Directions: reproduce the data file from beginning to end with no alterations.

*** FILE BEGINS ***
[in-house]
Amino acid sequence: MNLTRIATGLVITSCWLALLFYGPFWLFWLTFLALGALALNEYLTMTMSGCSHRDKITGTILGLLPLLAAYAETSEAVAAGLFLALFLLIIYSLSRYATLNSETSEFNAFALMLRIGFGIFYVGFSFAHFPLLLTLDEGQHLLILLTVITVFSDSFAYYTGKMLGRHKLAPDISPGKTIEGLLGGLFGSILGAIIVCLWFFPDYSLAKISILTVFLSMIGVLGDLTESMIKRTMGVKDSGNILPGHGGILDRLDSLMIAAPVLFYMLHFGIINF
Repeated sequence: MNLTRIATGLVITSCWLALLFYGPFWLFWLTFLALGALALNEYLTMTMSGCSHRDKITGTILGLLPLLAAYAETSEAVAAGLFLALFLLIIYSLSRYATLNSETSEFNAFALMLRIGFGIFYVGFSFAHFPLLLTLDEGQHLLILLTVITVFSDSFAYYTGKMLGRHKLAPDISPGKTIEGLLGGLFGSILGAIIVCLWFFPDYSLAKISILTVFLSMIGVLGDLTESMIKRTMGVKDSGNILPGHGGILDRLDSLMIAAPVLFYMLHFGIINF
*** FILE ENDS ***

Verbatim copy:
[in-house]
Amino acid sequence: MNLTRIATGLVITSCWLALLFYGPFWLFWLTFLALGALALNEYLTMTMSGCSHRDKITGTILGLLPLLAAYAETSEAVAAGLFLALFLLIIYSLSRYATLNSETSEFNAFALMLRIGFGIFYVGFSFAHFPLLLTLDEGQHLLILLTVITVFSDSFAYYTGKMLGRHKLAPDISPGKTIEGLLGGLFGSILGAIIVCLWFFPDYSLAKISILTVFLSMIGVLGDLTESMIKRTMGVKDSGNILPGHGGILDRLDSLMIAAPVLFYMLHFGIINF
Repeated sequence: MNLTRIATGLVITSCWLALLFYGPFWLFWLTFLALGALALNEYLTMTMSGCSHRDKITGTILGLLPLLAAYAETSEAVAAGLFLALFLLIIYSLSRYATLNSETSEFNAFALMLRIGFGIFYVGFSFAHFPLLLTLDEGQHLLILLTVITVFSDSFAYYTGKMLGRHKLAPDISPGKTIEGLLGGLFGSILGAIIVCLWFFPDYSLAKISILTVFLSMIGVLGDLTESMIKRTMGVKDSGNILPGHGGILDRLDSLMIAAPVLFYMLHFGIINF